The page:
On a wall opposite the former Arab wholesale market here where Jews have squatted for the past three years is a mural of a payot-donning man in black sandals and a red kippa raising an M-16 high above his head. Standing by a well, with the Cave of the Patriarchs in the background, he guards two women in purple and pink blouses who are planting flowers.
All around the Jewish areas of town, in pictures, banners and in the words of Jewish residents, the message is clear: this is Jewish land and it will be defended by force - from friend and foe alike - if necessary.
But on Monday, convinced occupation of the heavily symbolic Mitzpe Shalhevet outpost was just a small battle in a larger war, the Jews of Hebron left. Quietly, they packed their belongings. Resolutely, they vowed to return.
"There's a big determination by the community here that in a short time we will return to this land because it's Jewish land," said Hillel Horovitz, a 20-year resident of Hebron. "Of course it's a big sacrifice for the families in the market, but in this situation there really was no other choice."
When judgment day finally came, the local leadership's fiery rhetoric of the past days and weeks about not yielding an inch turned into triumphant talk of securing the future at the expense of the present.
"We feel good that the place will stay in Jewish hands. It would have been a great crime if Jews were evacuated from land that was rightfully ours," said Danny Cohen, the Chabad representative in Hebron. "There's a big difference between being thrown out of the city in bloody clashes with the army and just moving your stuff."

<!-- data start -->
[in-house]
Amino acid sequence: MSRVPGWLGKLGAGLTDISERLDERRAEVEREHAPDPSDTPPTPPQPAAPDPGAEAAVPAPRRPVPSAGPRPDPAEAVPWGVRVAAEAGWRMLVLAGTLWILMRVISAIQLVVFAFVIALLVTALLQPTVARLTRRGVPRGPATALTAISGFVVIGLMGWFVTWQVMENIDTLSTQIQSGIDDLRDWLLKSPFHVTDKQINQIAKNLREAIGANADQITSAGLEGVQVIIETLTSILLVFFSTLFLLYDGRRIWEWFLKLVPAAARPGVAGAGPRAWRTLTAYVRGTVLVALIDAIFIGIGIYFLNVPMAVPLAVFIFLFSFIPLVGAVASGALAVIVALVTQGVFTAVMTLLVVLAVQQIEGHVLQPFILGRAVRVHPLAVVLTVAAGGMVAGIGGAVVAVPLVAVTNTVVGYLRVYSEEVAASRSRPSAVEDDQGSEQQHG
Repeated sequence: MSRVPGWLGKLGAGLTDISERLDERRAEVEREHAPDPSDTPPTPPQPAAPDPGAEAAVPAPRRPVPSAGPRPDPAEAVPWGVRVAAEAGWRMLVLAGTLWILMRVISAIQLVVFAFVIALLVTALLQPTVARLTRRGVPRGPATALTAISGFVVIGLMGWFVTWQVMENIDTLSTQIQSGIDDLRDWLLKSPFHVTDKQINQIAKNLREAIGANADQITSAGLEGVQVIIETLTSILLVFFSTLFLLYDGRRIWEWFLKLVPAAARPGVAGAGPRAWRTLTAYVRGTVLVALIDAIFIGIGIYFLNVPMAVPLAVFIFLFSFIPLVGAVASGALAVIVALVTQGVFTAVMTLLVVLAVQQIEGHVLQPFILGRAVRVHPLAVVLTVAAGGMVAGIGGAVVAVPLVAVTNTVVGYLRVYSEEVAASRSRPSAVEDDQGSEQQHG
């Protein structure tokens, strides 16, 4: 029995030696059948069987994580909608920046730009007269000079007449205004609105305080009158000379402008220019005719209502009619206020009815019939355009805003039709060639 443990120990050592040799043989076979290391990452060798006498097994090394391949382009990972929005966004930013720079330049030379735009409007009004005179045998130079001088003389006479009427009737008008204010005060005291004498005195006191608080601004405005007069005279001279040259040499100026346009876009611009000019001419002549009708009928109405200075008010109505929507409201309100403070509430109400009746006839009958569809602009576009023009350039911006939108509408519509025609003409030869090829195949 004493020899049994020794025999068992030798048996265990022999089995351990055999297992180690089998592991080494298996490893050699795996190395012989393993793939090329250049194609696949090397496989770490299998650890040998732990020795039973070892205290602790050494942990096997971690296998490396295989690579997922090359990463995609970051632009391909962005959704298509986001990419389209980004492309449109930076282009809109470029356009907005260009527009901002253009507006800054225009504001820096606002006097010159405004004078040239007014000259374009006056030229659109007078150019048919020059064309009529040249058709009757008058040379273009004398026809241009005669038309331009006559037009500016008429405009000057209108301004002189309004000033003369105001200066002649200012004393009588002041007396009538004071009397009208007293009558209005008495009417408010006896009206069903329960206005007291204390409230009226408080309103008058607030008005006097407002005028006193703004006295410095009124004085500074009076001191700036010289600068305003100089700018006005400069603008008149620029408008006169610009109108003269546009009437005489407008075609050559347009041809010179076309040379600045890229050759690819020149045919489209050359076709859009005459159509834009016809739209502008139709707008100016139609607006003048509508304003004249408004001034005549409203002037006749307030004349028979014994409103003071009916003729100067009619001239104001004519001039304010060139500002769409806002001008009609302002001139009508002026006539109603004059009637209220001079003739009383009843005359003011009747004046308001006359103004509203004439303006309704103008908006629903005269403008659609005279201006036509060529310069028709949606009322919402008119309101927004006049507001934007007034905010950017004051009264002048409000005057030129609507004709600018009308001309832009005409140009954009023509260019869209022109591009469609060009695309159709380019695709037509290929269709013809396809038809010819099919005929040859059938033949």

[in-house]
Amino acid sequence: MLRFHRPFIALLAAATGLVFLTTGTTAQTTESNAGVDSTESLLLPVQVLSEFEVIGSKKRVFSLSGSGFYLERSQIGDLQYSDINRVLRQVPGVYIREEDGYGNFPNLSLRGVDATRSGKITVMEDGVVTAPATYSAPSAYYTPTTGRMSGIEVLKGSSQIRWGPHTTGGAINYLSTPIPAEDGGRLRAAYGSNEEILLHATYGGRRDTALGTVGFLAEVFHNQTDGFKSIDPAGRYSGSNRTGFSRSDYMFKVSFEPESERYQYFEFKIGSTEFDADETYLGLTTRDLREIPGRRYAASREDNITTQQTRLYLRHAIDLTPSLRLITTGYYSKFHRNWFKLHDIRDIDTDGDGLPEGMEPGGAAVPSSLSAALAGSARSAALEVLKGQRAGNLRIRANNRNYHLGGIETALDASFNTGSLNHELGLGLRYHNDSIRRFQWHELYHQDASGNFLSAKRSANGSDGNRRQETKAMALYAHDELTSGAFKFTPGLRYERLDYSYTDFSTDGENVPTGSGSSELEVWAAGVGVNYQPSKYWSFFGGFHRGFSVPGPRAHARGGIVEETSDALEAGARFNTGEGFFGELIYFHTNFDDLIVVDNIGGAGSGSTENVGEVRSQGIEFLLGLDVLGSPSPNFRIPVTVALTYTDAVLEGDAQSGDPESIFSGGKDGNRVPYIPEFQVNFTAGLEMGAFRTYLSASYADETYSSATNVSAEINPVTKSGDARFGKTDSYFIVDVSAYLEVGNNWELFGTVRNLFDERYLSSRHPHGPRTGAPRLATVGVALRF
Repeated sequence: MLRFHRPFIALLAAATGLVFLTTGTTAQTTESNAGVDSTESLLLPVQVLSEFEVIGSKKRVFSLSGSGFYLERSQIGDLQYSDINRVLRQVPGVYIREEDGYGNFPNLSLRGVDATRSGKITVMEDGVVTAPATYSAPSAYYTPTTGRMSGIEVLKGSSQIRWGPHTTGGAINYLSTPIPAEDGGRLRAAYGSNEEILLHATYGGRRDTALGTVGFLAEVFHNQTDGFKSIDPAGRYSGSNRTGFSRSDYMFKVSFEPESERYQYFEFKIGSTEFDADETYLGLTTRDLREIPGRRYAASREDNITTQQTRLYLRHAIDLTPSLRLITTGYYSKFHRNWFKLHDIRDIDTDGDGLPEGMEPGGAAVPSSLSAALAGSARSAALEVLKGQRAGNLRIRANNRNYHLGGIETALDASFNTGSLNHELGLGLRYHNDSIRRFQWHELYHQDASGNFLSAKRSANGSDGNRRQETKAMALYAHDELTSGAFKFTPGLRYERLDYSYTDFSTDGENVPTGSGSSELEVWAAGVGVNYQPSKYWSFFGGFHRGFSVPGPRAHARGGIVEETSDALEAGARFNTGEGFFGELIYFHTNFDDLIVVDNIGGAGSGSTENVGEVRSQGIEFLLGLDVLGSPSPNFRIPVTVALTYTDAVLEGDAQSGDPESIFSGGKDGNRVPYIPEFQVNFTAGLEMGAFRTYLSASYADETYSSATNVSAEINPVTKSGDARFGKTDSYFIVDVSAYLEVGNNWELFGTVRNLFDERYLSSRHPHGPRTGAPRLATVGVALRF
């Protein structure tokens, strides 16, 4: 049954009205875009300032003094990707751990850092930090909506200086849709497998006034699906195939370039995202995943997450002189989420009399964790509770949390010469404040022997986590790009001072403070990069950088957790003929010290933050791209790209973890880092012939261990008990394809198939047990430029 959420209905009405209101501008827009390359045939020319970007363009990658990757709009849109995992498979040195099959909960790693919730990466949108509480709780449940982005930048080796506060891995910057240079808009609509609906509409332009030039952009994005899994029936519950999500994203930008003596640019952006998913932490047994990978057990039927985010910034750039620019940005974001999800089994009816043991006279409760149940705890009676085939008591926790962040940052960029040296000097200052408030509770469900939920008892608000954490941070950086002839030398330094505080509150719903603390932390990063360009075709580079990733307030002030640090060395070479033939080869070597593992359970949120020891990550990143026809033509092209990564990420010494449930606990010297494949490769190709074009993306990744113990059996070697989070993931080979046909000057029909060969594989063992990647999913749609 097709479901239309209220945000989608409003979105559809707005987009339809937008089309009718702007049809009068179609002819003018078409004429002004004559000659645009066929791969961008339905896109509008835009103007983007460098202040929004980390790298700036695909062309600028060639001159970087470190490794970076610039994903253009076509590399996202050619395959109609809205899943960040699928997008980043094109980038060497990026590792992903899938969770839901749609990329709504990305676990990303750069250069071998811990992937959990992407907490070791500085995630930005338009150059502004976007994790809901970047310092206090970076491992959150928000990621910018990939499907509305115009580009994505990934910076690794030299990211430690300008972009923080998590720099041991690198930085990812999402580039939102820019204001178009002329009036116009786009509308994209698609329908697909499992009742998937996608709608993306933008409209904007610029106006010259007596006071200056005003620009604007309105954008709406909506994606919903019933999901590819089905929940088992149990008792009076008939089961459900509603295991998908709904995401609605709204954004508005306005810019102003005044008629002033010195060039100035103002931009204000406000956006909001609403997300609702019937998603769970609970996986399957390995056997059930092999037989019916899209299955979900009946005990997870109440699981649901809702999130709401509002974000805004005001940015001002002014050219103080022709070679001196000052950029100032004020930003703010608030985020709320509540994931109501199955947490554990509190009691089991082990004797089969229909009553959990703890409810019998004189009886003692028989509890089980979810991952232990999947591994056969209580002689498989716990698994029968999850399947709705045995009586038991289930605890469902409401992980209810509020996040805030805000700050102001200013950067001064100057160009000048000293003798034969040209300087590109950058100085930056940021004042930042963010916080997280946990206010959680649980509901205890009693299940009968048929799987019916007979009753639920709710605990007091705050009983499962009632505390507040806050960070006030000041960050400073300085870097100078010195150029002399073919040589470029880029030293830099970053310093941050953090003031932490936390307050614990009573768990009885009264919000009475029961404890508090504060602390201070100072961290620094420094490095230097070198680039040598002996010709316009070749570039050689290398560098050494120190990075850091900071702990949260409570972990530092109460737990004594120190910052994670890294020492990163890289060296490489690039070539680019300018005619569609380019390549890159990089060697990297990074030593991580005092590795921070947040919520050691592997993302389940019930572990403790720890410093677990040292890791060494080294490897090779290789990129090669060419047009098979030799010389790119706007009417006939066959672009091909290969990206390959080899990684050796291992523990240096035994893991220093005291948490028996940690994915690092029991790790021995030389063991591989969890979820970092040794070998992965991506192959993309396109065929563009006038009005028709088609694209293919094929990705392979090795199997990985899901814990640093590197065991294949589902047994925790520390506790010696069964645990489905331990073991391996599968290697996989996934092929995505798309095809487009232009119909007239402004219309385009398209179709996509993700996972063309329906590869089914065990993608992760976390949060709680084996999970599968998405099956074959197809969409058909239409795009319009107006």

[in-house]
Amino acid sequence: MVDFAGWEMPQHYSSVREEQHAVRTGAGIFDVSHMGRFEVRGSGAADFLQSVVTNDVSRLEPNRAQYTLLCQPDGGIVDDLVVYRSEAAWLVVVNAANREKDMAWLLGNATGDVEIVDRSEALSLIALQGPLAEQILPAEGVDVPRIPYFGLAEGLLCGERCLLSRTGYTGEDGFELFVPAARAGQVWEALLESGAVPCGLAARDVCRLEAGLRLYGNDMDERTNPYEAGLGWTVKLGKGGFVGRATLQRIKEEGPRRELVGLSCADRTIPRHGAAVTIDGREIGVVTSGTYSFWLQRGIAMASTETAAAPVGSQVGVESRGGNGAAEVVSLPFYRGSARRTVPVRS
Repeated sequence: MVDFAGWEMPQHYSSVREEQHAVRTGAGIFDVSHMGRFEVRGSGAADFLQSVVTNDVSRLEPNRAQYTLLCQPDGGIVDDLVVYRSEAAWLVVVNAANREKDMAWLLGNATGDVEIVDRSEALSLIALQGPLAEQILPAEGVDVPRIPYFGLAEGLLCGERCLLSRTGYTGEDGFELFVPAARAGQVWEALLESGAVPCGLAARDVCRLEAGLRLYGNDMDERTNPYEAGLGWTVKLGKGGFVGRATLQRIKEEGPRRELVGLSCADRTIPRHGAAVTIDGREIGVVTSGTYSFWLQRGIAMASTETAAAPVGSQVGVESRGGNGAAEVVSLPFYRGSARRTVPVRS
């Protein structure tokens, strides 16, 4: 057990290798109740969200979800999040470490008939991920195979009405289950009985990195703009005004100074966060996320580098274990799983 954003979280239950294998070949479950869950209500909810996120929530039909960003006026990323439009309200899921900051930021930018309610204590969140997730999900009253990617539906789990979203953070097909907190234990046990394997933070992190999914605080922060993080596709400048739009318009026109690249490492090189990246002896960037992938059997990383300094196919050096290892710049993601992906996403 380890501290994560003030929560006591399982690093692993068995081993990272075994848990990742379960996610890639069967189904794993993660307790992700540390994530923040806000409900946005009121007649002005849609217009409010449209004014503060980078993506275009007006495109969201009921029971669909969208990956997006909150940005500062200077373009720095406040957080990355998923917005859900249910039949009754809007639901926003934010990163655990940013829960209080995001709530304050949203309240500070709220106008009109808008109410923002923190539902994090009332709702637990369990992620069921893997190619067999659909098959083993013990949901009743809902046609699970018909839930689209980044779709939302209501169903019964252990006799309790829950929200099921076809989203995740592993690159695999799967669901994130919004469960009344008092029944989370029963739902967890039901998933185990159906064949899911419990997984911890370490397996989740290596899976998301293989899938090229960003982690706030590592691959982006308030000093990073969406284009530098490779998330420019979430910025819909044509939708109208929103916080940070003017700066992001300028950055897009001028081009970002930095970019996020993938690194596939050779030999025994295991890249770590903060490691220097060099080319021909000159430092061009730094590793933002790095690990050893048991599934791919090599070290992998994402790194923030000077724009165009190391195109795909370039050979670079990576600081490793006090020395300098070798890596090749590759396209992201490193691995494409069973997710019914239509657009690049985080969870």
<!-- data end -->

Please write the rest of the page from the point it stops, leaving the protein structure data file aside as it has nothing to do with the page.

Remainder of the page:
According to numerous residents, the decision to accept the deal offered by the IDF was made collectively by the Jewish community with the consent, or at least the acceptance of the market residents.
Even after Attorney-General Menahem Mazuz and the Defense Ministry stated that no agreement existed between the state and the Hebron community that would allow Jewish residents here to return to the market in the coming months, the settlers did not alter their stance.
"We've got promises and we have an agreement with the commander of this area," said Noam Arnon, a local leader. "This area is under military sovereignty and the military command is responsible in the name of the state and the law. We are going to implement our share of the agreement and we're quite sure they will implement theirs."
The settlers were not spoiling for a fight. So amidst a dozen photographers, a couple camera crews and a light and unintrusive police presence, the market residents began packing.
According to the agreement, which was outlined in only broad terms by community leaders, the families residing in Mitzpe Shalhevet were not allowed to sleep in the market past Sunday night, but had until the end of the week to clear out their belongings.
Temporary shelter in Hebron for the departing settlers was being hastily arranged, said David Wilder, a spokesman for the Hebron Jewish community.
"It's not easy for them or for anyone here," he said. "But what's most important is that we are not replaying what happened in Gush Katif. This property will remain in Israeli hands and that is a major victory."
Like the mural's caricature, the Hebron Jews are trying to cement their presence here for a long time to come - even if they have to take a step back to do it.
"What we are doing is not for us, it's not for personal gain," said Yair Garbovsky, a father of three who has lived with his family in the market for more than three years. "We are here for the nation of Israel and [by leaving] we are doing what is best for everyone. Whether or not it is easy for us is not the point."
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